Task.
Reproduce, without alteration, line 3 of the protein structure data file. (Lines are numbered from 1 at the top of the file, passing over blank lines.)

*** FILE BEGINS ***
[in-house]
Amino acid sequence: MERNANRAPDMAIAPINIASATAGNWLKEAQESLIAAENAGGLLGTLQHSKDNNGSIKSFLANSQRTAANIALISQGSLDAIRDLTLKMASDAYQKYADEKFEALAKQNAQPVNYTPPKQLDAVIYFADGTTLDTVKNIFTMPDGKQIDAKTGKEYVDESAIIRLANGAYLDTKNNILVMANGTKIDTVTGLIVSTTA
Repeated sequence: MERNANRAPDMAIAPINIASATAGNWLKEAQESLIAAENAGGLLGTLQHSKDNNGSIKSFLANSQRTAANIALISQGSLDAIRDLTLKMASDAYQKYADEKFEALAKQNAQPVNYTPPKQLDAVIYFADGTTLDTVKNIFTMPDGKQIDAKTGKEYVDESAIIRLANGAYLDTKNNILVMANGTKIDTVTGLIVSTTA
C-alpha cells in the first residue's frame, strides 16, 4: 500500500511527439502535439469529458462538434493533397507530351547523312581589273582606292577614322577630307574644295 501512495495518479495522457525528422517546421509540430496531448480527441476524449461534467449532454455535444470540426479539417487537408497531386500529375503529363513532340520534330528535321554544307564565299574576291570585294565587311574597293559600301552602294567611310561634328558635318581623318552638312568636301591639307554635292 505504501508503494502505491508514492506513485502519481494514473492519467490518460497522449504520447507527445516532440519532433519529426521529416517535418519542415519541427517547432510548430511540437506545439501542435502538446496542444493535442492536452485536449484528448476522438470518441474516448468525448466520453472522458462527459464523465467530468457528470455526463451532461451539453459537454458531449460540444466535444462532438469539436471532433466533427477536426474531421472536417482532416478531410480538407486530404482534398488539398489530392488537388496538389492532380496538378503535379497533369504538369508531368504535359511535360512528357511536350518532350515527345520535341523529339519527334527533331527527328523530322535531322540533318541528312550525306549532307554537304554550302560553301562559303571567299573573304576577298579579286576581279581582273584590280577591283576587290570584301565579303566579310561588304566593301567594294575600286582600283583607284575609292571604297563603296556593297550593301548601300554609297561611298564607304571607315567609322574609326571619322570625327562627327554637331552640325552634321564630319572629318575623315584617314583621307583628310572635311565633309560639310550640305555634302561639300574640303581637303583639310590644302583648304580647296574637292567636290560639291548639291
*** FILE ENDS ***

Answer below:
Repeated sequence: MERNANRAPDMAIAPINIASATAGNWLKEAQESLIAAENAGGLLGTLQHSKDNNGSIKSFLANSQRTAANIALISQGSLDAIRDLTLKMASDAYQKYADEKFEALAKQNAQPVNYTPPKQLDAVIYFADGTTLDTVKNIFTMPDGKQIDAKTGKEYVDESAIIRLANGAYLDTKNNILVMANGTKIDTVTGLIVSTTA